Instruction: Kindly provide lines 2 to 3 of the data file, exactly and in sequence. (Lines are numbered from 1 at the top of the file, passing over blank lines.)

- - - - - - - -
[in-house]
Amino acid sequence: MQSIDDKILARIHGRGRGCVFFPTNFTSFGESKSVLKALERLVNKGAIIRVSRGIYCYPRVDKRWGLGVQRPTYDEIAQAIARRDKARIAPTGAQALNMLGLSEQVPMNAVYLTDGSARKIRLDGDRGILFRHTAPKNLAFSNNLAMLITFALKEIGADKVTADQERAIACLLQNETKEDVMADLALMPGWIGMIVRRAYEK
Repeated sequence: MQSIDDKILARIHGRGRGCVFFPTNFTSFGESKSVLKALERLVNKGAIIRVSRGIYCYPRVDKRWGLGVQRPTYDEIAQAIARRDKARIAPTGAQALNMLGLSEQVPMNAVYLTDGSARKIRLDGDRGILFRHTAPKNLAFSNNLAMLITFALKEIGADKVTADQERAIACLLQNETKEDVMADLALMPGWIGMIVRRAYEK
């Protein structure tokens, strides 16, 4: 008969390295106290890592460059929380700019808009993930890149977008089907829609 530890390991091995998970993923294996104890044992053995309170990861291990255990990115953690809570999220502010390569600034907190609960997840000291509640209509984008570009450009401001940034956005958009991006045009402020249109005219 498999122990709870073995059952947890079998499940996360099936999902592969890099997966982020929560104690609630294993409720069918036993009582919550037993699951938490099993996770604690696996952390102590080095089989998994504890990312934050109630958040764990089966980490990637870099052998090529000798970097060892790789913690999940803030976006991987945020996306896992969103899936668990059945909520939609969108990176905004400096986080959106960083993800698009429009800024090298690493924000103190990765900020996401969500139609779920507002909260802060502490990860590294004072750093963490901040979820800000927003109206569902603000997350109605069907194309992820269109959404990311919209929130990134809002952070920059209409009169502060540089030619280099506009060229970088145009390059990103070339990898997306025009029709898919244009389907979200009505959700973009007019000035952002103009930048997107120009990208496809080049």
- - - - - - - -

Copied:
Amino acid sequence: MQSIDDKILARIHGRGRGCVFFPTNFTSFGESKSVLKALERLVNKGAIIRVSRGIYCYPRVDKRWGLGVQRPTYDEIAQAIARRDKARIAPTGAQALNMLGLSEQVPMNAVYLTDGSARKIRLDGDRGILFRHTAPKNLAFSNNLAMLITFALKEIGADKVTADQERAIACLLQNETKEDVMADLALMPGWIGMIVRRAYEK
Repeated sequence: MQSIDDKILARIHGRGRGCVFFPTNFTSFGESKSVLKALERLVNKGAIIRVSRGIYCYPRVDKRWGLGVQRPTYDEIAQAIARRDKARIAPTGAQALNMLGLSEQVPMNAVYLTDGSARKIRLDGDRGILFRHTAPKNLAFSNNLAMLITFALKEIGADKVTADQERAIACLLQNETKEDVMADLALMPGWIGMIVRRAYEK